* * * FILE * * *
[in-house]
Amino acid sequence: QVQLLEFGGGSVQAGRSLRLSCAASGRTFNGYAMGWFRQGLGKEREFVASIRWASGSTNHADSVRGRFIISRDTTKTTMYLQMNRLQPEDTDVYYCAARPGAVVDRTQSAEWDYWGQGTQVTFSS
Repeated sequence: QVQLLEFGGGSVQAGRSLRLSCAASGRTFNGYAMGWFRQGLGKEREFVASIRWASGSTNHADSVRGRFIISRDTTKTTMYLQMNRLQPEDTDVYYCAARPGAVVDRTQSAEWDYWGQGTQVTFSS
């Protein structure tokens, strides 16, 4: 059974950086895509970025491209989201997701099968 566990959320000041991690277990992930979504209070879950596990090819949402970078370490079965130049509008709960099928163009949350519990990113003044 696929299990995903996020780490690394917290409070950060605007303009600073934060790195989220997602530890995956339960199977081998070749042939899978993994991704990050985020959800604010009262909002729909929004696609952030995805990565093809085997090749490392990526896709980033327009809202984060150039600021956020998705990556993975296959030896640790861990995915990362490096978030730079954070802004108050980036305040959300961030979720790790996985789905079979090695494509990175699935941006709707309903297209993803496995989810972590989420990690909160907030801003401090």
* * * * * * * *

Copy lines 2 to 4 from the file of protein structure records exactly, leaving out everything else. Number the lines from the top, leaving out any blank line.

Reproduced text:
Amino acid sequence: QVQLLEFGGGSVQAGRSLRLSCAASGRTFNGYAMGWFRQGLGKEREFVASIRWASGSTNHADSVRGRFIISRDTTKTTMYLQMNRLQPEDTDVYYCAARPGAVVDRTQSAEWDYWGQGTQVTFSS
Repeated sequence: QVQLLEFGGGSVQAGRSLRLSCAASGRTFNGYAMGWFRQGLGKEREFVASIRWASGSTNHADSVRGRFIISRDTTKTTMYLQMNRLQPEDTDVYYCAARPGAVVDRTQSAEWDYWGQGTQVTFSS
């Protein structure tokens, strides 16, 4: 059974950086895509970025491209989201997701099968 566990959320000041991690277990992930979504209070879950596990090819949402970078370490079965130049509008709960099928163009949350519990990113003044 696929299990995903996020780490690394917290409070950060605007303009600073934060790195989220997602530890995956339960199977081998070749042939899978993994991704990050985020959800604010009262909002729909929004696609952030995805990565093809085997090749490392990526896709980033327009809202984060150039600021956020998705990556993975296959030896640790861990995915990362490096978030730079954070802004108050980036305040959300961030979720790790996985789905079979090695494509990175699935941006709707309903297209993803496995989810972590989420990690909160907030801003401090």